Romanian authorities seized in H1 2017 nearly 75 million smuggled cigarettes worth about 45 million lei, down 1.3 percentage points from the end of 2016, shows data released on Thursday by British American Tobacco Romania.
“Although in the first half of 2017 smuggling dropped by 1.3 percentage points as compared to the end of last year, reaching 15.5 percent of the total market, we are still far from the European average of 9 percent. In response to the authorities’ increasingly intensive efforts, the smugglers come up with increasingly surprising ways to push through the borders, encouraged by the high profits derived from illegal trading,” says Ileana Dumitru, Legal and Public Relations Director of British American Tobacco Romania.
The four SCUT smuggling clampdown operations carried out so far by the National Tax Administration Agency (ANAF) through the customs authority, the beefed up actions of the Border Police, the stepped up checks by the Romanian police and the completion of important organized crime files by the organized crime agency – DIICOT have led to the decline of the illicit market in the first half of 2017.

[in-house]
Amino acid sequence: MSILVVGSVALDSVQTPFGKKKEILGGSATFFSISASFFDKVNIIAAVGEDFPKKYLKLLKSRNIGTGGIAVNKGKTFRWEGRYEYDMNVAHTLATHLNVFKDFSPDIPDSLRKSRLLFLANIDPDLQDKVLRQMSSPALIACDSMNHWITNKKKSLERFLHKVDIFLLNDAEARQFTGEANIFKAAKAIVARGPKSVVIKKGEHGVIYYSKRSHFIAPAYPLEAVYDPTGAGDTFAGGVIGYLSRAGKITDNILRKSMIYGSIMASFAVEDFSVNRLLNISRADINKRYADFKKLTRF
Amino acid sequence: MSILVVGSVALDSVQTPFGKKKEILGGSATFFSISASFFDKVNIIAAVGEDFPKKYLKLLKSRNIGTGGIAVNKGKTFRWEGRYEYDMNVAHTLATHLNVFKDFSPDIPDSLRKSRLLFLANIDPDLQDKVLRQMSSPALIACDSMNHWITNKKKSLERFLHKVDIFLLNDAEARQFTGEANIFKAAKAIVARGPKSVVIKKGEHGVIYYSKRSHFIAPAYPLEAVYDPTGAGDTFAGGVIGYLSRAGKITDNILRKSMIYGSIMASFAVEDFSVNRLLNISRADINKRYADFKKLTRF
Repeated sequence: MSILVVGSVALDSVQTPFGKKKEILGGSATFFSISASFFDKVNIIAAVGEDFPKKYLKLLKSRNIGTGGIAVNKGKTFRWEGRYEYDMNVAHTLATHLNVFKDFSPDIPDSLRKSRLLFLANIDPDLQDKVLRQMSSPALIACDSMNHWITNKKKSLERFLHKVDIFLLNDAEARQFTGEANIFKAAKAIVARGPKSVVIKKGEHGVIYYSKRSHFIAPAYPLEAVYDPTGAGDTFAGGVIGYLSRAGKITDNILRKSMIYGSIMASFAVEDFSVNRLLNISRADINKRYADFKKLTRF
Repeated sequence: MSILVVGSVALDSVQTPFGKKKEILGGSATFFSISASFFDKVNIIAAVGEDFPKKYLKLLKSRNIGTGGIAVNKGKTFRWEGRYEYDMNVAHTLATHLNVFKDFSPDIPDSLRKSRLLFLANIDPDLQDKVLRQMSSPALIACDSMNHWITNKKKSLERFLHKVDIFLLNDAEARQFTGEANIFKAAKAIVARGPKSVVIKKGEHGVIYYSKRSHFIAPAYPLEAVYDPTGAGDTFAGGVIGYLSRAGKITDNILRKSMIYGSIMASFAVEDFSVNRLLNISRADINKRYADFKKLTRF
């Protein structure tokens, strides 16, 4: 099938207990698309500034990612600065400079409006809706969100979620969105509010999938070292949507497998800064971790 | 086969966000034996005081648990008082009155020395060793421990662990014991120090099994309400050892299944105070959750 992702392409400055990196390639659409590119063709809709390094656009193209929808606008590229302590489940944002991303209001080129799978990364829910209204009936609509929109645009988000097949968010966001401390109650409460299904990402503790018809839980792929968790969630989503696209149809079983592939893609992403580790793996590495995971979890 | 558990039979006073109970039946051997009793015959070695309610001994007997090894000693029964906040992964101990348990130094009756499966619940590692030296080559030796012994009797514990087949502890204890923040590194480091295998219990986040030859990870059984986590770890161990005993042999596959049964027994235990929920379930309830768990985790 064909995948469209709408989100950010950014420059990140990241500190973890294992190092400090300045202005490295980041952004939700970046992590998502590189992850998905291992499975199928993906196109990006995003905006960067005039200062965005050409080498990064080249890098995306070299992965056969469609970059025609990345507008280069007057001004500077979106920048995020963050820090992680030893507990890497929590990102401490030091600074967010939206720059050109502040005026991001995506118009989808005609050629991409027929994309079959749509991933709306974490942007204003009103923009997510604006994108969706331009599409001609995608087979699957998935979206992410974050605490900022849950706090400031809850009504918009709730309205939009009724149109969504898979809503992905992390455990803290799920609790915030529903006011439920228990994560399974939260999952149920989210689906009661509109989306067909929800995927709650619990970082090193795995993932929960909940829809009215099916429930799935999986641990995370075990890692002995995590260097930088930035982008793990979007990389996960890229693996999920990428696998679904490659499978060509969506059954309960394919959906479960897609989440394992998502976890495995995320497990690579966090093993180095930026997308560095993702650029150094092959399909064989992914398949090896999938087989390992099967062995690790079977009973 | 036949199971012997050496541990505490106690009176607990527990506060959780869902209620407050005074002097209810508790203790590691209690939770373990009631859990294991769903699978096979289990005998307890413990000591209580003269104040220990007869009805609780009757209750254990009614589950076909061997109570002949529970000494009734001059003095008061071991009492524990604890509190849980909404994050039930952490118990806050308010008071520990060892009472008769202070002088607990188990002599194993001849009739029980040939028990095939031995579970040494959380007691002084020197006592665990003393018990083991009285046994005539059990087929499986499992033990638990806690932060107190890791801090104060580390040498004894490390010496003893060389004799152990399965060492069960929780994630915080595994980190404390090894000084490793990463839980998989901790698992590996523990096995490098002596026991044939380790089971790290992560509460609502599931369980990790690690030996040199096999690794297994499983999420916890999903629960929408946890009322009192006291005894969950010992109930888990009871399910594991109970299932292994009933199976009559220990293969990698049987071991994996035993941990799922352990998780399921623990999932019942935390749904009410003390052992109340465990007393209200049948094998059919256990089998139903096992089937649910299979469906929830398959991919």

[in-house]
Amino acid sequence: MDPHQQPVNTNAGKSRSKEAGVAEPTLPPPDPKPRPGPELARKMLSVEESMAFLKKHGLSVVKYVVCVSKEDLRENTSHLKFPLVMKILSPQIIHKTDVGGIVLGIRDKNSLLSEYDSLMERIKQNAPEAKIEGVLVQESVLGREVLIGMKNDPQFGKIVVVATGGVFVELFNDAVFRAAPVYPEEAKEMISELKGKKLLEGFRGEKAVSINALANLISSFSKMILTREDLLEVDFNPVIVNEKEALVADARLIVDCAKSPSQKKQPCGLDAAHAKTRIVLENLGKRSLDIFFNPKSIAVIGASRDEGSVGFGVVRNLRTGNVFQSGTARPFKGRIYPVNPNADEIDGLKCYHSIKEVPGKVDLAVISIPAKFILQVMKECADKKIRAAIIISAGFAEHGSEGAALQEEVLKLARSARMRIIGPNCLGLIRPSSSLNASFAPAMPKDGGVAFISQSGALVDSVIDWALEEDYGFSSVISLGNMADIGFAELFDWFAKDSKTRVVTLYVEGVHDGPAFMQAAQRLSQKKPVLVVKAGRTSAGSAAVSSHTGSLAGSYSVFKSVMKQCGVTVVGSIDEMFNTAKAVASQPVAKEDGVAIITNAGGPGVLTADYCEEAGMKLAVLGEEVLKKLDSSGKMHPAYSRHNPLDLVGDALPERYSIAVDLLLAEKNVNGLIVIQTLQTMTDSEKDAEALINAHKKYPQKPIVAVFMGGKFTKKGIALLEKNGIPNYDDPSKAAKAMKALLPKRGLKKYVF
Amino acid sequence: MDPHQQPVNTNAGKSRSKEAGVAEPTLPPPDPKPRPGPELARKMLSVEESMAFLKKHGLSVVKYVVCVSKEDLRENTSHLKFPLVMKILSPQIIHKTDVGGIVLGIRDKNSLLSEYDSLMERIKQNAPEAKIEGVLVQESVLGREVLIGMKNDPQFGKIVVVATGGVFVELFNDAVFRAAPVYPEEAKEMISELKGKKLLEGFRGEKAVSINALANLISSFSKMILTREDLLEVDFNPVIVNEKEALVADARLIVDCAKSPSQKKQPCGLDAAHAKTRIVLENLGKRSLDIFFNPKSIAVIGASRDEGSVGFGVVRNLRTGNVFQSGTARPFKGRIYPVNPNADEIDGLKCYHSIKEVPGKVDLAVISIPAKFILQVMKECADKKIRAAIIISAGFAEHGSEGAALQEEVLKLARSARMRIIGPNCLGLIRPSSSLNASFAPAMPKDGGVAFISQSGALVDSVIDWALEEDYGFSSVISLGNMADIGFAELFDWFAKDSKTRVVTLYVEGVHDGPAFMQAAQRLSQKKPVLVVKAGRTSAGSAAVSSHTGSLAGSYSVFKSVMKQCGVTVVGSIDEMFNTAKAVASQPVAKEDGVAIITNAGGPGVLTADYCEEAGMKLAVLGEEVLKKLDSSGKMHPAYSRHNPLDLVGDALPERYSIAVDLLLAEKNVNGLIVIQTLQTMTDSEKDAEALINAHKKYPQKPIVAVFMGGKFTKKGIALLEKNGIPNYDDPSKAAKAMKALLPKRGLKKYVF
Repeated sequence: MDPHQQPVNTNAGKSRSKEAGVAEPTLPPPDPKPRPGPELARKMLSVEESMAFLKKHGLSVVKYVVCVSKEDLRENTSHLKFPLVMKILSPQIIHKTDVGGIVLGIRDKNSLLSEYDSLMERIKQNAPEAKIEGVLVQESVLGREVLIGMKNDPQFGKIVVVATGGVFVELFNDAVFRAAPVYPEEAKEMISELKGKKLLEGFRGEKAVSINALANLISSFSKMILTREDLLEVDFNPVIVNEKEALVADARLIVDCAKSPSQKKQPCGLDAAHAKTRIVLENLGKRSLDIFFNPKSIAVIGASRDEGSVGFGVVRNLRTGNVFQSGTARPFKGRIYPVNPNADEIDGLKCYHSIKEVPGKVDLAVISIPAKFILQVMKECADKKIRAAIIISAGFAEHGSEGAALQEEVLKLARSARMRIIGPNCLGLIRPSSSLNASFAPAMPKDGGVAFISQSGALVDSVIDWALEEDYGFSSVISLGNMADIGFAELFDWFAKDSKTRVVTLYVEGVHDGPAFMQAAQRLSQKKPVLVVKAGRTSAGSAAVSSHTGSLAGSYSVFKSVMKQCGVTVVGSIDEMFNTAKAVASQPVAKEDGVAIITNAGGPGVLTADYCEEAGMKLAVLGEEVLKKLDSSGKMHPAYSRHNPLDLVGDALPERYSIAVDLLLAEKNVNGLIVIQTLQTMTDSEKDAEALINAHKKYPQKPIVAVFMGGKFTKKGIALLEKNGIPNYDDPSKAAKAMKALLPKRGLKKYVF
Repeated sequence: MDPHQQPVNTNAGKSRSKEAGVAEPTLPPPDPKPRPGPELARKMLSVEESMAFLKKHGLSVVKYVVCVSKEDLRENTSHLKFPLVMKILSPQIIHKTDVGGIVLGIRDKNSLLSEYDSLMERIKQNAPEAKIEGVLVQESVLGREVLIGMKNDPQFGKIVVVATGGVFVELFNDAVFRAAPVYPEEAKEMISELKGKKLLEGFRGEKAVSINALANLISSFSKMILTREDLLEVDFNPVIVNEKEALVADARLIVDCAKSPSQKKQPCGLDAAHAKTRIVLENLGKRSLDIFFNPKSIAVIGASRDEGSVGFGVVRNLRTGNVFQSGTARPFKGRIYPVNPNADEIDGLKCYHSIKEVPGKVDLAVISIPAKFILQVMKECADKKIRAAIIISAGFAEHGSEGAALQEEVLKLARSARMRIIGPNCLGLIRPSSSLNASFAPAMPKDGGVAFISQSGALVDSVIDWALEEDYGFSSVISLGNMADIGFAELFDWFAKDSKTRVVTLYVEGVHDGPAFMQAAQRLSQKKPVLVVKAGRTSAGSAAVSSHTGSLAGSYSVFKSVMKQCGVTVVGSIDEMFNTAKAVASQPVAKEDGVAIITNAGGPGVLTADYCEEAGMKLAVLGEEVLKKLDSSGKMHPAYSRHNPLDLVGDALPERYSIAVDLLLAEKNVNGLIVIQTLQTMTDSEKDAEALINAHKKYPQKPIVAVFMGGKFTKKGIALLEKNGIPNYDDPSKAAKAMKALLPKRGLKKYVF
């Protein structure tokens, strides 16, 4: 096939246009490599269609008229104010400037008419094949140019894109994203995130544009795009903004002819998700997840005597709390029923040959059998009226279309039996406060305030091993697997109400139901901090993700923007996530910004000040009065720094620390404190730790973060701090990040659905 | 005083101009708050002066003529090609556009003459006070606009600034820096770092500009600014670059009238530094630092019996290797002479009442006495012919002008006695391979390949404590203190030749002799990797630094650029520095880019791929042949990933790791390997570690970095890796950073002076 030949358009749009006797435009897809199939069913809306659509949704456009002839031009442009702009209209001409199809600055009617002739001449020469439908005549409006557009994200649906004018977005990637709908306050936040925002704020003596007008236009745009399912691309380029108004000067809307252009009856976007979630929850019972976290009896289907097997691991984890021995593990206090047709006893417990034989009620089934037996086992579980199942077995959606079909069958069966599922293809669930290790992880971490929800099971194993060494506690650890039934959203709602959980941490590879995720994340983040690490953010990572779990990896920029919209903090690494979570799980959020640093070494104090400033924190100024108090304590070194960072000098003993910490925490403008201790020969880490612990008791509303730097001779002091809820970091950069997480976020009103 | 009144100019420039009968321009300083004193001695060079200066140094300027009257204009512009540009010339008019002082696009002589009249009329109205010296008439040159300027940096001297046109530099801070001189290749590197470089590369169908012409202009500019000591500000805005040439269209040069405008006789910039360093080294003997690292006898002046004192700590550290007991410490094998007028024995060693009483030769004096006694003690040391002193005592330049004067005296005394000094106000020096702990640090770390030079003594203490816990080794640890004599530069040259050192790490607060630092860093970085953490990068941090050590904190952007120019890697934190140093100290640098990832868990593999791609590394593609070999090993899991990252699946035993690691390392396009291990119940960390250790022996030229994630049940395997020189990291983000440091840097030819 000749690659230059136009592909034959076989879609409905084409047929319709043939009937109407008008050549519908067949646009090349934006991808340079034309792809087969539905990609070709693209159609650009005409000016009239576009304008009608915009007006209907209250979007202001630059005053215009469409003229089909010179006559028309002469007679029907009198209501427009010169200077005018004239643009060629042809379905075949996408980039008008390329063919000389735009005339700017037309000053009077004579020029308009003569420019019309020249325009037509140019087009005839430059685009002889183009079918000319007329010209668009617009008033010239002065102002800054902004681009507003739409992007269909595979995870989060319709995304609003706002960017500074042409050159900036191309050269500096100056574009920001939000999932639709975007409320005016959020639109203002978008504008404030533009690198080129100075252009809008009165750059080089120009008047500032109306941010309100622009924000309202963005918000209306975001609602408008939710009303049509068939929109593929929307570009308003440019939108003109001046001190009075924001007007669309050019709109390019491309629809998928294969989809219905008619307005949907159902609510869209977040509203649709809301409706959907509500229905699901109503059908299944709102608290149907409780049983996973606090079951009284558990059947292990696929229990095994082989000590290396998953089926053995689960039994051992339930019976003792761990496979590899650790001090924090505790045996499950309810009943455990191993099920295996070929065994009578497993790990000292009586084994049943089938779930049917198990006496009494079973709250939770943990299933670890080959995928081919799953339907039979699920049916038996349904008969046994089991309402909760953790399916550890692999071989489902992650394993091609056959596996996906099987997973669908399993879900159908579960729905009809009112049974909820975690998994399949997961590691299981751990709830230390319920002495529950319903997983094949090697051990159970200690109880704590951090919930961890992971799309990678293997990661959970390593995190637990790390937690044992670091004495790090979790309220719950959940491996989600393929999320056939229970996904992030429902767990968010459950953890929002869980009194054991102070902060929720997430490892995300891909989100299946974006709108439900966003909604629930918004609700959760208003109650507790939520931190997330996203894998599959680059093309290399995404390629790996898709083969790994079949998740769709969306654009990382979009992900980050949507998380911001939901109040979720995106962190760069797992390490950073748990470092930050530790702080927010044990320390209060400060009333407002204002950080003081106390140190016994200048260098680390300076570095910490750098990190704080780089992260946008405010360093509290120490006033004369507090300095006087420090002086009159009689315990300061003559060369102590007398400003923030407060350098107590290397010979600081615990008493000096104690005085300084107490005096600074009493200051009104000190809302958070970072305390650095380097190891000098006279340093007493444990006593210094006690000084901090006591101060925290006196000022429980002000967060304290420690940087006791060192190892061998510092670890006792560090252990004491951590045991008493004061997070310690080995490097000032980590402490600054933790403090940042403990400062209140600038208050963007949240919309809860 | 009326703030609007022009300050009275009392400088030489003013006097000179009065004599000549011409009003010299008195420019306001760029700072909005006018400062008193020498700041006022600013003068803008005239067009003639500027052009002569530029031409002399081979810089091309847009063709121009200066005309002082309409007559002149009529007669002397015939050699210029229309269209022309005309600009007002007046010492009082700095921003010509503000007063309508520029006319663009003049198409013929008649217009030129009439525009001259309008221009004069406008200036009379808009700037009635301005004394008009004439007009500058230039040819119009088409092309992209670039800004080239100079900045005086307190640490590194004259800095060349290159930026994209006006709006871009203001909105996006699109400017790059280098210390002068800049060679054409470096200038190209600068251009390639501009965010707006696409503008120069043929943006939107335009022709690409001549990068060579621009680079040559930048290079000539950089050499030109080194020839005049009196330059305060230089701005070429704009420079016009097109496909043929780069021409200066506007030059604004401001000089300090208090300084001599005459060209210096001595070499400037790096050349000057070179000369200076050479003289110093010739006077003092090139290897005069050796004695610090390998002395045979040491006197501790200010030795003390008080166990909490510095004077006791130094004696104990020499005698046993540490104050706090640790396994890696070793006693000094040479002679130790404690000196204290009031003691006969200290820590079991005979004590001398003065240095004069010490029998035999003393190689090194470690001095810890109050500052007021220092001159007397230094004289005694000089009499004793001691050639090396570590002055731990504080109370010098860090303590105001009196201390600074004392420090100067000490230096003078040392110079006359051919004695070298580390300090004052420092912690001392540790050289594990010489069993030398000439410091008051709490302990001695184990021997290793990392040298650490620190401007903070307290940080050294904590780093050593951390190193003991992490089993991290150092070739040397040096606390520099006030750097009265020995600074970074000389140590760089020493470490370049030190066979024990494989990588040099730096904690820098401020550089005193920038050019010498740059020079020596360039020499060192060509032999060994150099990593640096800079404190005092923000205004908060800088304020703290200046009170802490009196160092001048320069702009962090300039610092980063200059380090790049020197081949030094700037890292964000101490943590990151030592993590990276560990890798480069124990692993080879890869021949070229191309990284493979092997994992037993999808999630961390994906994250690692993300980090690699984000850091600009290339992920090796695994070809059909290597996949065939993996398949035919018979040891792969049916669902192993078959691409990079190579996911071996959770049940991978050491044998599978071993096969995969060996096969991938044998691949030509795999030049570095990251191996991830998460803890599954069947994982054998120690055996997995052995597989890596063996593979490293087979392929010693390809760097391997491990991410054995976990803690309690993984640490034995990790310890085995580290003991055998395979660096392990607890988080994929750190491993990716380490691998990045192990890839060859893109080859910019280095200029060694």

Action by the authorities prevented daily more than 20,000 of smuggled cigarette packages from reaching Romania’s black market, the equivalent to the total consumption of a city with a population of about 100,000.
“Despite that, the impact of smuggling on state budget collections remains significant, as every percentage point on the black market equals about 40 million euro that go uncharged by the state in taxes and excise duties,” the cigarette producer notes.
In a Romanian first, real-time data on cigarette smuggling is available on the website www.stopcontrabanda.ro, a campaign run by British American Tobacco.
According to a KPMG survey, in 2016 Romania ranked 6th in the European Union by the volume of consumed smuggled cigarettes and 83 percent of the polled Romanians reported having been approached in the street with offers of smuggled cigarettes, which is 40 percent more than the European average.
Romania is among the most affected EU countries, ranking second in Eastern Europe after Poland. Romania’s black market is well above the European average of 9 percent, with such shadowy activities particularly intense in the country northeast that borders on Ukraine and the Republic of Moldova – the main source countries for cigarettes smuggled to Romania.
Available official data reveals that cigarette smuggling annually diverts over 650 million euro (about three billion lei) from the Romanian state, as a monthly 50 million euro fail to reach the state coffers because of the black market.
In the last 7 years (2010 – 2016) the Romanian state lost 4.8 billion euro (about 21.6 billion lei) because of this plague. The black market grew by 27 percent between 2011 and 2016 and each illegal cigarette container brings one million euro in profit for the smuggling rings.